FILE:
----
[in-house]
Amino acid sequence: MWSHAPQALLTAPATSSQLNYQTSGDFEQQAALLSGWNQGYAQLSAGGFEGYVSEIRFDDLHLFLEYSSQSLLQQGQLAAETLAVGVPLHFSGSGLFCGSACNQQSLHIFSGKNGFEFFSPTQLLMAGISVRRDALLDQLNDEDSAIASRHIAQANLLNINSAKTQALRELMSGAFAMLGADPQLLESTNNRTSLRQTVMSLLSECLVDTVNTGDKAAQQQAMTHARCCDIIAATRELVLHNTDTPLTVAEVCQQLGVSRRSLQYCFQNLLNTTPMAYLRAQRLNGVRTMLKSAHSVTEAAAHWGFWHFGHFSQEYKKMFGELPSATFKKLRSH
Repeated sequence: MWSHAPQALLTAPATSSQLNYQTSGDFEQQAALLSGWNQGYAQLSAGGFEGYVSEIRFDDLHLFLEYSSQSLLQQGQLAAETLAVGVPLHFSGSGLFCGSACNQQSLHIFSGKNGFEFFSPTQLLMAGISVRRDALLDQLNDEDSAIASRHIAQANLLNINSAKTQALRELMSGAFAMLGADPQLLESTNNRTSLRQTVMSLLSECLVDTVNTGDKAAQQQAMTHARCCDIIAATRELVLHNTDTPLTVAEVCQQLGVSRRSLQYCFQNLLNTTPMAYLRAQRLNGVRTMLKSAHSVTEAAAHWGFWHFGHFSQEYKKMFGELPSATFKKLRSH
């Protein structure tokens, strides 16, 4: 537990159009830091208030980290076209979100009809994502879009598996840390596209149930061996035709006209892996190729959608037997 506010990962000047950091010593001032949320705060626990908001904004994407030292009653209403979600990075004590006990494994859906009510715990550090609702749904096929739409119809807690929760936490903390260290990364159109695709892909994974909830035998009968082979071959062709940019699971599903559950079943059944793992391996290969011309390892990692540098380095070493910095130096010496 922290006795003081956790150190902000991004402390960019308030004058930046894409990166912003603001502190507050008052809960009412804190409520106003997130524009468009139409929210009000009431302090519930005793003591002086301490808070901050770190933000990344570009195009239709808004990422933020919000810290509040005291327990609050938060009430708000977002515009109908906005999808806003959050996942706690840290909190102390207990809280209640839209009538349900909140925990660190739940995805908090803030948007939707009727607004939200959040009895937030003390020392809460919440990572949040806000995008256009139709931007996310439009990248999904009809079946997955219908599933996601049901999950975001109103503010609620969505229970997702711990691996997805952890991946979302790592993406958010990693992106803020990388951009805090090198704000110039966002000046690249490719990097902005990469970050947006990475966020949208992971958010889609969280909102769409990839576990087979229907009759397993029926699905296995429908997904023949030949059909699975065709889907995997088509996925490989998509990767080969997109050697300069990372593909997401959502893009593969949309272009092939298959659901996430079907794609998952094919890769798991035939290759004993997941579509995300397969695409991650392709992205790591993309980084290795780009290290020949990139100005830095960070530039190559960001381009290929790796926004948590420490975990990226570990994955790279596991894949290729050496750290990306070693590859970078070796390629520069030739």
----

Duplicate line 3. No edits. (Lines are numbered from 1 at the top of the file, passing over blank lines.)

Repeated sequence: MWSHAPQALLTAPATSSQLNYQTSGDFEQQAALLSGWNQGYAQLSAGGFEGYVSEIRFDDLHLFLEYSSQSLLQQGQLAAETLAVGVPLHFSGSGLFCGSACNQQSLHIFSGKNGFEFFSPTQLLMAGISVRRDALLDQLNDEDSAIASRHIAQANLLNINSAKTQALRELMSGAFAMLGADPQLLESTNNRTSLRQTVMSLLSECLVDTVNTGDKAAQQQAMTHARCCDIIAATRELVLHNTDTPLTVAEVCQQLGVSRRSLQYCFQNLLNTTPMAYLRAQRLNGVRTMLKSAHSVTEAAAHWGFWHFGHFSQEYKKMFGELPSATFKKLRSH